Chak Chak, Iran – holiest of holy sites for Zoroastrians


Chak Chak, in the deserts of central Iran, is the holiest of holy sites for Zoroastrians.

It’s equivalent is that of Bodhgaya for Buddhists, Amritsar for Sikhs, Mecca for Muslims, Jerusalem for Christians and Jews, Stonehenge for Druids.

Road to Chak Chak, Iran

The road to Chak Chak, Iran. Photo credit: Amrita Ronnachit

Zoroastrianism may not seem like a powerhouse religion these days, but there was a time – approx. 2,000 years ago – when it was exactly that: the world’s largest and most powerful religion.

Sites like Takht-e Soleyman and the dakhmeh at Yazd speak of the power and influence of Zorostrianism at its peak.

Road to Chak Chak, Iran

Photo credit: Amrita Ronnachit

So it is perhaps a little strange that Zoroastrianism’s most sacred shrine doesn’t relate to the religion’s foundation or its rise to supremacy, but rather one of its worst setbacks.

The story behind the shrine is this: Princess Nikbanou, daughter of Yazdegerd III (the last pre-Islamic leader of Persia), was fleeing the Arab armies who, presumably, sought to do her harm.

Road to Chak Chak, Iran

Photo credit: Amrita Ronnachit

She found herself at a dead end, in this very canyon, her back against the cliff.

The princess appealed to Ahura Mazda, the Zoroastrian deity, who used his powers to open the mountain at her back. She slipped within.

And there the legend mysteriously ends.

Chak Chak, Iran

Pilgrims huts below Chak Chak. Photo credit: Amrita Ronnachit

What is to be made of this story?

Perhaps it has been heavily romanticised to make it safe for children’s ears?

Perhaps you need to read between the lines to get a glimmer of what actually occurred here?

Or perhaps the legend bears no resemblance to the truth at all. But if that is the case, what are we all doing out here in this desert?

The road to Chak Chak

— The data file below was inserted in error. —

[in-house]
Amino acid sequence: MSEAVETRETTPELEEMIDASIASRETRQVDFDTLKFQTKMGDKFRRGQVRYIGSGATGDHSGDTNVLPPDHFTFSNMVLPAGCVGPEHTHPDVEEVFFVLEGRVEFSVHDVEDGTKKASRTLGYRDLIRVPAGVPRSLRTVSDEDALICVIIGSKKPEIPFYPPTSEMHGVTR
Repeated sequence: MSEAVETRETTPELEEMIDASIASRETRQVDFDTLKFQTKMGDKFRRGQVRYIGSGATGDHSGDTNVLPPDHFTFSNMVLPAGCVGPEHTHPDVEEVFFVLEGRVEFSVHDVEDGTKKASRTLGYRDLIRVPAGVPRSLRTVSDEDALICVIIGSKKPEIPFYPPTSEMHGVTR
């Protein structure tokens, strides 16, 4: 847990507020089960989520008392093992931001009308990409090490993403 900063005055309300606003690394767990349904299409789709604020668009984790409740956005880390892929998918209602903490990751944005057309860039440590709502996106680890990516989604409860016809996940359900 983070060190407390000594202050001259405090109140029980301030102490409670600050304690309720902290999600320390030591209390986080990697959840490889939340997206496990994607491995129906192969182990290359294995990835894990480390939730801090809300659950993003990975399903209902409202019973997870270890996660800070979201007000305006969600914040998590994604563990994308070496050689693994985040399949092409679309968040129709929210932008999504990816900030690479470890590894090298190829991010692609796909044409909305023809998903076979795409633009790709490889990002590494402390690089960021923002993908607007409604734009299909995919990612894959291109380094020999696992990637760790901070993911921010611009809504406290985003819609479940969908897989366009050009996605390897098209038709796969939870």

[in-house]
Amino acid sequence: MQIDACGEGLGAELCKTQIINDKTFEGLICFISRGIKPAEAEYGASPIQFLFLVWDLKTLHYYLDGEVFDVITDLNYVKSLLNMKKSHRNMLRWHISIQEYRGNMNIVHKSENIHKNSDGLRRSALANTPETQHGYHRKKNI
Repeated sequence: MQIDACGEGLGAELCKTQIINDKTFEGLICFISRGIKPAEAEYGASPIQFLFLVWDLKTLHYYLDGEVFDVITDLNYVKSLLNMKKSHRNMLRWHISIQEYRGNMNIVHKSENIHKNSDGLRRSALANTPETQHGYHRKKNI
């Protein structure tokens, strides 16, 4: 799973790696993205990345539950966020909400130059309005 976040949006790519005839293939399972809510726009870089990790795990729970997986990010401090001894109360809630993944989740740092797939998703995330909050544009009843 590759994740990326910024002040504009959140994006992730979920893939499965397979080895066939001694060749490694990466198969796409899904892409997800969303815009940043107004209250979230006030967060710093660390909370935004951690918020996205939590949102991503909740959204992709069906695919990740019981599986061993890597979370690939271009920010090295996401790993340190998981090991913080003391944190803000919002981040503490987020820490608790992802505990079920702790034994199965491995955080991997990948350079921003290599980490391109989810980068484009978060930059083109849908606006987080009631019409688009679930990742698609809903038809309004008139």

Road to Chak Chak, Iran

Photo credit: Amrita Ronnachit

A long drive through merciless deserts and desolate plains is required to reach the holiest of Zoroastrian shrines.

Finally you’ll reach the canyon itself, and can begin climbing to the pilgrim’s huts.

Chak Chak, Iran

Photo credit: Amrita Ronnachit

Above the pilgrim’s huts, set behind steel bars, is the fire temple.

Inside is an eternal flame, and behind that a natural spring whence the shrine gets its name (Chak Chak is Persian for drip drip).

Chak Chak, Iran

Photo credit: Benjamin White

Whether you believe in the legends or not, Chak Chak is a remarkable spot and it’s hard not to be caught up in the otherworldliness of the place.

Here you cannot help but feel the sublime.

Chak Chak, Iran

Photo credit: Benjamin White


Practical information and how to reach Chak Chak:

Chak Chak is 70 km, or one-hour’s drive, from the tourist hub of Yazd. There is no public transport solution. The easiest and quickest way to get to the shrine is to hire a taxi in Yazd or join a tour. More transport info here.

Most tour companies will combine the sites of Kharanaq, Chak Chak, and the historic city of Meybod to make a full-day excursion.


More on Iran:

Naqsh-e Rustam – unearthly cliff tombs of the Achaemenid emperors

Persepolis – capital of the Achaemenids, destroyed by Alexander

Tomb of Cyrus the Great, Pasargadae

Si-o-se-pol and the Safavid Bridges of Esfahan

Dakhmeh-ye Zartoshtiyun, Yazd – Zoroastrian tower of silence


Posts on northern Iran:

Rainbow Mountains – are there rainbows? or is it all a sham?

Babak Castle – windswept mountaintop stronghold of Azeri rebel leader

Takht-e Soleyman – royal Zoroastrian sanctuary and fire temple

Kandovan – it’s Cappadocia minus the tourists


Posts on western Iran:

The Historic Hydraulic System of Shushtar

Bisotun – cliff inscription of Darius the Great

Chogha Zanbil – the original ziggurat

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